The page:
History of Cynthian Township, Shelby
From: History of Shelby County, Ohio
and Representative Citizens
By: A. B C. Hitchcook, Sidney, Ohio
Published by Richmond-Arnold Publishing Co.
Chicago, Ill. 1913
There is evidence that Cynthian township attracted settlers as early as 1815. In that year Thomas Butt, John
Wise and Conrad Pouches had established themselves with their families, but it is still a question which came first.
Nevertheless they soon had other neighbors for between that date and 1824 the following pioneers, some from the
older states and others from countries across the sea took up their residences in the township: Leonard and Tobias
Danner, Henry Hershaw, Zachariah Hurley, John and Alexander Miller, Samuel and Benjamin Weighty, Jacob Seerfauss,
John Barker, John Gates; C. Stoker, William Hicks, George Hannan, William Jerome, Charles Lovell, George Moyer,
Jacob, John and Andrew Wise, Robert Steen, J. Shagley, Robert Chambers and John Borden.
TOWNS AND VILLAGES
Four towns - North Port, Newport, Cynthian and Basinburg - have been platted at different times in the township's
Basinburg - There was a time when Basinburg had prospects of becoming a considerable business and social center
for the township but progress was slow and its village organization is no longer evident. It was laid out in 1839
by Herman Mier in the northwest quarter of section 18, town. 10, range 5 east, the plats showing sixty five lots,
the sixty fifth being donated to the citizens as a site for a church edifice. Its main streets were Main, Canal,
Basin, Water, East and South Lane.
The people of ynthian township are well supplied with school facilities, there being eight special school districts, the officials of these being selected from among the leading men of the township. Hopewell special school district's officer for 1911 and 1912: S. M. Bodemiller, president; F. B. Miller, clerk, William Wiley, treasurer, and Charles Snow and Nathan. Cromes, in 1911, the only change in 1912 being that Henry Bodemiller took the place of Nathan Cromes. Grisez special school district for 1911 had John P. Lallemand for president; John Grisez for clerk; Henry Achbach for treasurer, with maize Cardo and Philip Cardo as other members of the board. The officers and members for 1912 were: Jesse Barder, president; John Grisez, clerk; J. P. Lallemand, treasurer, and: Xavier Cardo and Henry Achbach. Turner special school district's board of education for 1912: Henry Sherman, president; Peter Filerman, clerk; Frank Turner, treasurer, and N. A. Paulus, William Kloeker and Jacob Batty. Basinburg special school district in 1911 had John Swartz as president, Michael Loy, clerk, Henry Harrod, treasurer, and Joseph H. Kessler and John Martz, while in 1912 the board was as follows: J. H. Kessler, president; Michael Loy, clerks; Henry Harrod, treasurer, and Frank Lindhaus, John Lengerich and Joseph Wurtz. Short special school district board for 1912 had Henry Eilerman for president; Henry Holscher for clerk; Charles Broerman for treasurer and G. W. Short and Joseph Winner, no change being made in 1912, except that John C Short took the place of Joseph Winner. Forest special school district for 1911 elected J. H. Rhodeharnel as president of its boards; Charles C. Snyder, clerk, David A. McKinstry for treasurer and Robert and Leander Wright as the other members. In 1912 the officials and members were: Leander Wright, William Jelly and W. W. Widener, the same officials serving. Oran special school district's board of education for 1912 had D. W. Christman as president; George Wyatt as treasurer; E. J. Enjàrt as clerk, with David Swab and A. Fagan as other members. Other school statistics may be found in the chapter on education.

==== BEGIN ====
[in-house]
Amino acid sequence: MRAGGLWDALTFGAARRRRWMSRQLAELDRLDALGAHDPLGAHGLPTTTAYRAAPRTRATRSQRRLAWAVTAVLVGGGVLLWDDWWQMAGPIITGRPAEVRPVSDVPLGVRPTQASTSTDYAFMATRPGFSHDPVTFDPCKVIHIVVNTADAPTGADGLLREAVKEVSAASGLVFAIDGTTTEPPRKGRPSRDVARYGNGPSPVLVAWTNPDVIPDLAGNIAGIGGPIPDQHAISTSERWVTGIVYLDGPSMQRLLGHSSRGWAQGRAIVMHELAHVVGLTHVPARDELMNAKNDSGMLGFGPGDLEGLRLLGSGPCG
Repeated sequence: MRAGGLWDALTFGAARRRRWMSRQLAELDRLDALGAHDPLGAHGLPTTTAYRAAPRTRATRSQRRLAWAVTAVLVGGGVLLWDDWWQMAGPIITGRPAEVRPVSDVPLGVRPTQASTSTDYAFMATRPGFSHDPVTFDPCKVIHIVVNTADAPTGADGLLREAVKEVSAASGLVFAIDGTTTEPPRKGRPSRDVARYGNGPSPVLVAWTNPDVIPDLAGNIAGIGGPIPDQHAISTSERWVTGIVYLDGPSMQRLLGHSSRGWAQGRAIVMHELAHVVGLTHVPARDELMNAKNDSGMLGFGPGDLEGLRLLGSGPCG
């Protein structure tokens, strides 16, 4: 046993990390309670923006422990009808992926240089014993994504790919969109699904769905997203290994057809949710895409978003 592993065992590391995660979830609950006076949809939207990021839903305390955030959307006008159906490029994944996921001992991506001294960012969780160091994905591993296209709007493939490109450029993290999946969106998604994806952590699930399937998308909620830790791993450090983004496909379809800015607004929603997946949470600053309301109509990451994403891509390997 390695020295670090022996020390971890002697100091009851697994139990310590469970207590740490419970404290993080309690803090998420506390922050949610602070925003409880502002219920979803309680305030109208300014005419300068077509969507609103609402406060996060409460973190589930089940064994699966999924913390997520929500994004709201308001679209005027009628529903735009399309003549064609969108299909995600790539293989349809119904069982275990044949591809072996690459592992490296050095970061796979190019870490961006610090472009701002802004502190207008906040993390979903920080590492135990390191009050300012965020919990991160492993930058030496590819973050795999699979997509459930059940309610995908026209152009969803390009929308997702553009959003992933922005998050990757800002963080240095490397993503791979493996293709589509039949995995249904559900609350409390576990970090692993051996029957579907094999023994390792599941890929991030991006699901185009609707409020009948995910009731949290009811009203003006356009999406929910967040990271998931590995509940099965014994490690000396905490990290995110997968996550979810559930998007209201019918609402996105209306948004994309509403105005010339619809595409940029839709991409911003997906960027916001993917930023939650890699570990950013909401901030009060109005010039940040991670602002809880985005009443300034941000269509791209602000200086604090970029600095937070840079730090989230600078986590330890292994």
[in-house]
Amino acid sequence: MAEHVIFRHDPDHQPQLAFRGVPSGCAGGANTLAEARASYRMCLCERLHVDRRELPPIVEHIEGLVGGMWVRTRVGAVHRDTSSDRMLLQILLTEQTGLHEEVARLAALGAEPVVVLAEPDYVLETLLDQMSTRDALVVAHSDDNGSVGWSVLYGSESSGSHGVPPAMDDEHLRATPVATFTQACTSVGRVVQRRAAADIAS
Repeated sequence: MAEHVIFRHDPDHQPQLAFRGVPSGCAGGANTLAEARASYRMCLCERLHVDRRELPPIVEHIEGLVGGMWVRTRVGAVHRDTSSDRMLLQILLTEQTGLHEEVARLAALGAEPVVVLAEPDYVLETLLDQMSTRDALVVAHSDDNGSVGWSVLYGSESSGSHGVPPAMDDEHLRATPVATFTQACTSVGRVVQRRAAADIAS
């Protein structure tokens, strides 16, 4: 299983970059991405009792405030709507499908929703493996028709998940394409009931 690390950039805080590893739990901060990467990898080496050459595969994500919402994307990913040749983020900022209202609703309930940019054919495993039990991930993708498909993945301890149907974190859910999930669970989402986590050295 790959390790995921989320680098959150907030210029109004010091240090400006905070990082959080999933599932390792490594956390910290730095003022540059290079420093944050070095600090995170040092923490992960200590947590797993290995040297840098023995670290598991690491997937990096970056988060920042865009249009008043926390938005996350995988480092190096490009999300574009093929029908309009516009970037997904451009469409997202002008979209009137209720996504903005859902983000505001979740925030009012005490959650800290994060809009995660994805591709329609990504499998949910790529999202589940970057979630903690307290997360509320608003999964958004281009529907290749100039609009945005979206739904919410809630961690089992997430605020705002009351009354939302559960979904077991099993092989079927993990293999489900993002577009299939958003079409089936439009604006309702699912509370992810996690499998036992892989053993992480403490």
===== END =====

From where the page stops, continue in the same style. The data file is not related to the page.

Methodist Episcopal Church - In 1872 through the efforts of Dr. Reaner and Mrs. Henry Sweigart, a Sunday school
was organized at Newport, which developed into the Methodist Episcopal church at that place. A brick edifice was
completed in the fall of 1873, the congregation then under the ministerial charge of Rev. Rauch. In spite of the
decreased population of the village this church has maintained its organization and. has always been active in
Christian work. Rev. Parker is the present pastor.
JUSTICES OF THE PEACE
Between 1835 and 1910, Cynthian township has been served by fifty three of its representative citizens in the
office of justice of the peace, a list of the same being herewith given: Michael Penrod, 1835; John Miller, 1837;
George Hale, 1838; John Miller, 1840; Isaac Short, 1841; John Miller, 1843; G. G Murphy, 1844; Josiah Clawson,
1846; H. Gloyd, 1847; G. G. Murphy, 1847; John Miller, 1848; Harry Floyd, 1853; W. W. Skillen, 1854; James R. Johnston,
1855; Isaac Short, 1858; J. S. Chrisman, 1859; Isaac Short, 1861; Eugene Pilliod, 1862; Isaac Short, 1864; Eugene
Pilliod, 1865; M. Merrick, 1867; Isaac Short, 1868; George Barker, 1869; Eugene Pilliod, 1871; Charles Mann, 1871;
Edward Huston, 1874; Charles Mann, 1874; Edward Huston, 1877; N. W. Mills, 1877; A. H. Leckey, 1877; Julius Foust,
1880; Francis Turner, 1880; A. H. Luckey, 1883; Frank Turner, 1883; S. S. Laymaster, 1886; John Carpenters 1886;
Frank Moorman, 1888 (resigned in 1889): Charles Mann, 1889; Anthony Marshall, 1890; Benjamin F. Foust, 1890; G.
W. Carpenter, 1892; R. Harrop, 1893; B. F. Foust, 1893; E. B. Sweigert, 1889; O. W. Nisewonger, 1899; J. F. Withringham,
1902; F. H. Turner, 1902; J. P. Galley, 1903; Wilbur Spraley, 1906; John H. Pickering, 1906; H. H. Short, 1909;
J. F. Emert, 1910.